• Amendment of GSTR 3B is not allowed.

 

Due Date For Filling Form GSTR 3B Return For August is 20th September

Sl. No. Month Last Date for filing of return in FORM GSTR-3B
(1) (2) (3)
1. August, 2017 20thSeptember, 2017
2. September, 2017 20thOctober, 2017.
3. October, 2017 20th November, 2017
4. November, 2017 20th December, 2017.
5. December, 2017 20th January, 2018

Download Excel Format – Donwload 3B Format

 

To create, submit, pay taxes and file GSTR 3B return, perform the following steps:

  1. Login and Navigate to GSTR 3B – Monthly Return page
  2. Enter Details in Section – 3.1 Tax on outward and reverse charge inward supplies
  3. Enter Details in Section – 3.2 Inter-state supplies
  4. Enter ITC Details in Section – 4. Eligible ITC
  5. Enter Details in Section – 5. Exempt, nil and Non GST inward supplies
  6. Enter Details in Section – 5.1 Interest and Late Fee
  7. Submit and Save GSTR 3B
  8. Enter Payment Details in Section – 6. Payment of Tax
  9. File GSTR 3B

Login and Navigate to GSTR 3B – Monthly Return page

1. Access the www.gst.gov.in URL. The GST Home page is displayed.

2. Login to the GST Portal with valid credentials.

3. Click the Services > Returns > Returns Dashboard command.

 

 

4. The File Returns page is displayed. Select the Financial Year & Return Filing Period (Month) for which you want to file the return from the drop-down list.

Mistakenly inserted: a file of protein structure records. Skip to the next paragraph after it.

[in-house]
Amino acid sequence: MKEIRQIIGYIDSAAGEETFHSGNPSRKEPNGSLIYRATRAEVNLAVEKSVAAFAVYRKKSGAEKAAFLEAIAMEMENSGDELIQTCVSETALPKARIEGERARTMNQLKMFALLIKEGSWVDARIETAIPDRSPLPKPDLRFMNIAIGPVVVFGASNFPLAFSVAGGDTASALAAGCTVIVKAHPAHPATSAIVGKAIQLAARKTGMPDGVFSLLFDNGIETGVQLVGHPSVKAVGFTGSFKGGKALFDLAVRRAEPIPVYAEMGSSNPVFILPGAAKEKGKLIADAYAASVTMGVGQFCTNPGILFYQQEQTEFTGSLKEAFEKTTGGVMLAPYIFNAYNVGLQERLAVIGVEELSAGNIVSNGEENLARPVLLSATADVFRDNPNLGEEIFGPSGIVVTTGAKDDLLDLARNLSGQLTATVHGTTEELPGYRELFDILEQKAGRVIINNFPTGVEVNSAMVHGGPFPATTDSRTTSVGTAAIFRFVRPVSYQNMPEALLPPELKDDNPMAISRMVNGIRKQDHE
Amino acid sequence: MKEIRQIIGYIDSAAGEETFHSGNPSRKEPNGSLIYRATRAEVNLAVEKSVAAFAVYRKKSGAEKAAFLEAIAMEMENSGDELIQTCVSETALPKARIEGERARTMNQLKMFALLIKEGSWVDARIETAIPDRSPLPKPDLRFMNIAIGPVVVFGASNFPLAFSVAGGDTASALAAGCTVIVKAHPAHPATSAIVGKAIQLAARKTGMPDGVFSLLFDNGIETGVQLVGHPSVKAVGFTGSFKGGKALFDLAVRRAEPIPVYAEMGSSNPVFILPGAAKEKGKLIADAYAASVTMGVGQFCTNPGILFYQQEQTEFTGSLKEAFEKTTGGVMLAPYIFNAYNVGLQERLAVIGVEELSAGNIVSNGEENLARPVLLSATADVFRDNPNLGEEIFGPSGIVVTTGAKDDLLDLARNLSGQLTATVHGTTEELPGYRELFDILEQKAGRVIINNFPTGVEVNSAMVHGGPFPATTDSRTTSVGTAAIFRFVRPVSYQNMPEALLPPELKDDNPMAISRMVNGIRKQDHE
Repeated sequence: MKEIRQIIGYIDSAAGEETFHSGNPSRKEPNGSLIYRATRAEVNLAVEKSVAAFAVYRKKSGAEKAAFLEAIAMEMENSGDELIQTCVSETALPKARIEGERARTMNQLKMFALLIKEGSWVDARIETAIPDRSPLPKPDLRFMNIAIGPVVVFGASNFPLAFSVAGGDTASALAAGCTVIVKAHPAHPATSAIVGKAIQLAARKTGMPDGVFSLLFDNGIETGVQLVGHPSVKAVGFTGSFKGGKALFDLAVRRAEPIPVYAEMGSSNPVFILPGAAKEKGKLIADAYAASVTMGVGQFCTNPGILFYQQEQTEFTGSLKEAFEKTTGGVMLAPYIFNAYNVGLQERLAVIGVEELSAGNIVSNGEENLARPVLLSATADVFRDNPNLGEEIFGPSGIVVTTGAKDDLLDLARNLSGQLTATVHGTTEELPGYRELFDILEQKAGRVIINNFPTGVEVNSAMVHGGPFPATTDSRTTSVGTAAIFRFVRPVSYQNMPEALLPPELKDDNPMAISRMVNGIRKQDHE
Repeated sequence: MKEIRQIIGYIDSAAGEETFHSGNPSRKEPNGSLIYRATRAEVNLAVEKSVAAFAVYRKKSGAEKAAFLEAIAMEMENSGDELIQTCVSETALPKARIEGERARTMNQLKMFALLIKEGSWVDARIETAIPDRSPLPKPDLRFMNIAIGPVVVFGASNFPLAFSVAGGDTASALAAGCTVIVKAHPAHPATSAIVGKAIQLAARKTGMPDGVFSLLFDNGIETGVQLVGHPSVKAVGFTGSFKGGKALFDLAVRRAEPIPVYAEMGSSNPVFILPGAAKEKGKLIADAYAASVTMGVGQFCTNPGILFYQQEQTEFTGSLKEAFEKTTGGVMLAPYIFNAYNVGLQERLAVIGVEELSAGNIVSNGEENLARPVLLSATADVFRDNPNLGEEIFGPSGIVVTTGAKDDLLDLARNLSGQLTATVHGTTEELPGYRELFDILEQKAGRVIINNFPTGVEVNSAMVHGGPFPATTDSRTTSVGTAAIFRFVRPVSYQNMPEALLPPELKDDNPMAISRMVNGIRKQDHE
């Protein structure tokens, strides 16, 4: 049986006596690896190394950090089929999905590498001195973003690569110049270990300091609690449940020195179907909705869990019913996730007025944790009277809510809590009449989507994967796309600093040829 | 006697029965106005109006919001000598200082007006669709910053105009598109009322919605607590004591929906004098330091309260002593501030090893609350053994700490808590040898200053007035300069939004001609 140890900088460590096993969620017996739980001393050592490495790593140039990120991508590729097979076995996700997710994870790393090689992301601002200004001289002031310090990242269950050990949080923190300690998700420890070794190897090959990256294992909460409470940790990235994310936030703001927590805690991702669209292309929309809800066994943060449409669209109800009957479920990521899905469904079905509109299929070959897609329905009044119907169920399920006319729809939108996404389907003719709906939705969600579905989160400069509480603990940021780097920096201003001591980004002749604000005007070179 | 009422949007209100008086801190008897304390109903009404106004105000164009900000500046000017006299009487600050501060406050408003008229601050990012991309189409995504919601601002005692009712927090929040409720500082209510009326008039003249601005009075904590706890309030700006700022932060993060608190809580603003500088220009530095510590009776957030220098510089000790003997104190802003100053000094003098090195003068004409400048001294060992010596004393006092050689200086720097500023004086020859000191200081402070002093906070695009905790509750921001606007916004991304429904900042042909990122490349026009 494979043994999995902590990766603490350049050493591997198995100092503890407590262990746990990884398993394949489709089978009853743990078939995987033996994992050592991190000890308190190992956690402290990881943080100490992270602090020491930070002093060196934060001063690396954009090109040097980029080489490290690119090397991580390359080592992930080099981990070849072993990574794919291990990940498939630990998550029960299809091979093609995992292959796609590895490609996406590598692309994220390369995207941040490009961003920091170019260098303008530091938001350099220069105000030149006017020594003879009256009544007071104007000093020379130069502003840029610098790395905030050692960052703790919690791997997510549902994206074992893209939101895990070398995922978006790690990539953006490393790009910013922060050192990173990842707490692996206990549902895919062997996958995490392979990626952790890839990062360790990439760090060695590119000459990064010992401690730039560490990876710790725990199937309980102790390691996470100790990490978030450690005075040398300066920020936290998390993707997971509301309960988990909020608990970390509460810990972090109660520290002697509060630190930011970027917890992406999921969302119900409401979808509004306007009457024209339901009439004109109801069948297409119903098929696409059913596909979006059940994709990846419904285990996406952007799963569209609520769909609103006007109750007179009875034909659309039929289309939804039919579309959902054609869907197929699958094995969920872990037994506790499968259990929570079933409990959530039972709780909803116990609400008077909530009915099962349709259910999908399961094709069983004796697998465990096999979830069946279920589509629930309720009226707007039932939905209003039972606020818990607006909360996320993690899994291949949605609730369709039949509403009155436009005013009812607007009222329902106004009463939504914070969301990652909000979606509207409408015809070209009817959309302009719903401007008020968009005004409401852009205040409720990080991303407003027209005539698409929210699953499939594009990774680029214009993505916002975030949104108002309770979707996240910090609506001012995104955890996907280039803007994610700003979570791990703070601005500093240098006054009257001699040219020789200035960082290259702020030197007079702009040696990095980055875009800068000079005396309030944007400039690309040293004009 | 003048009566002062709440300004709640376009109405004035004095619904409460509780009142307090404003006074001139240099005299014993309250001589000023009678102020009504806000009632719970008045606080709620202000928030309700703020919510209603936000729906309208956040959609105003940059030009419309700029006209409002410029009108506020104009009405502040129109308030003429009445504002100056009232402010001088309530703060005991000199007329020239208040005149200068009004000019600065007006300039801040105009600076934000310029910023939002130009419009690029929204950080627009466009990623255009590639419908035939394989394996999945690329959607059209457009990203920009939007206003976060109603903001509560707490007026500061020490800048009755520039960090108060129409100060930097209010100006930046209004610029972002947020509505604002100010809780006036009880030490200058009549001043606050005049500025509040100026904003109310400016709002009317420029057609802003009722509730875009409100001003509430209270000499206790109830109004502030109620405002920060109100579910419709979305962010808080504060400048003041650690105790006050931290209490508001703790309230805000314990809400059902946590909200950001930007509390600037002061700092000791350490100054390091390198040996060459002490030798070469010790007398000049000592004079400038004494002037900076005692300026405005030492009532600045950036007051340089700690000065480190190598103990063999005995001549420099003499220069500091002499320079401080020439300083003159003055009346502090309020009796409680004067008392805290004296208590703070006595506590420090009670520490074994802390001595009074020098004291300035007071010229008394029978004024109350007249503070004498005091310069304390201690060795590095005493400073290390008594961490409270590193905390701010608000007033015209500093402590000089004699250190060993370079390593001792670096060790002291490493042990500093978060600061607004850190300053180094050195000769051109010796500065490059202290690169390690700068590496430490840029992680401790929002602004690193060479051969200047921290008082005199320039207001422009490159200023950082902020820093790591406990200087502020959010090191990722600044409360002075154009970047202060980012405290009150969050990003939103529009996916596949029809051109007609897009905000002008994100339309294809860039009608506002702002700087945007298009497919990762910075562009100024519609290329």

5. Click the SEARCH button.

 

 

6. The File Returns page is displayed. This page displays the due date of filing the returns, which the taxpayer is required to file using separate tiles.

In the GSTR 3B tile, click the PREPARE ONLINE button.

 

Note: The due date for filing GSTR 3B is displayed on this page.

 

 

The GSTR-3B – Monthly Return page is displayed.

 

 

There will be several tiles representing Tables to enter relevant details. Click on the tile names to provide requisite details, for the relevant tax period:

 

3.1 Tax on outward and reverse charge inward supplies: To provide summary details of outward supplies and inward supplies liable to reverse charge and tax liability thereon.

3.2 Inter-state supplies: To provide details of inter-state supplies made to unregistered persons, composition taxable persons and UIN holders and tax thereon.

4. Eligible ITC : To provide summary details of Eligible ITC claimed, ITC Reversals and Ineligible ITC.

5. Exempt, nil and Non GST inward supplies: To provide summary details of exempt, nil and Non GST inward supplies.

5.1 Interest and Late Fee: To provide summary details of Interest and Late fee payable.

6. Payment of Tax: To provide details of payment of taxes, interest and late fee.

Enter Details in Section – 3.1 Tax on outward and reverse charge inward supplies

To provide details of outward supplies and inward supplies liable to reverse charge, perform the following steps:

1. Click the 3.1 Tax on outward and reverse charge inward supplies tile.

 

 

2. Enter the Total Taxable value, Integrated Tax, Central Tax, State/UT Tax and Cess under respective nature of supplies column. In case of other outward supplies (Nil Rated, exempted ) and Non-GST outward supplies, the total taxable value imply the total values of such supplies, excluding taxes.

3. Click the CONFIRM button.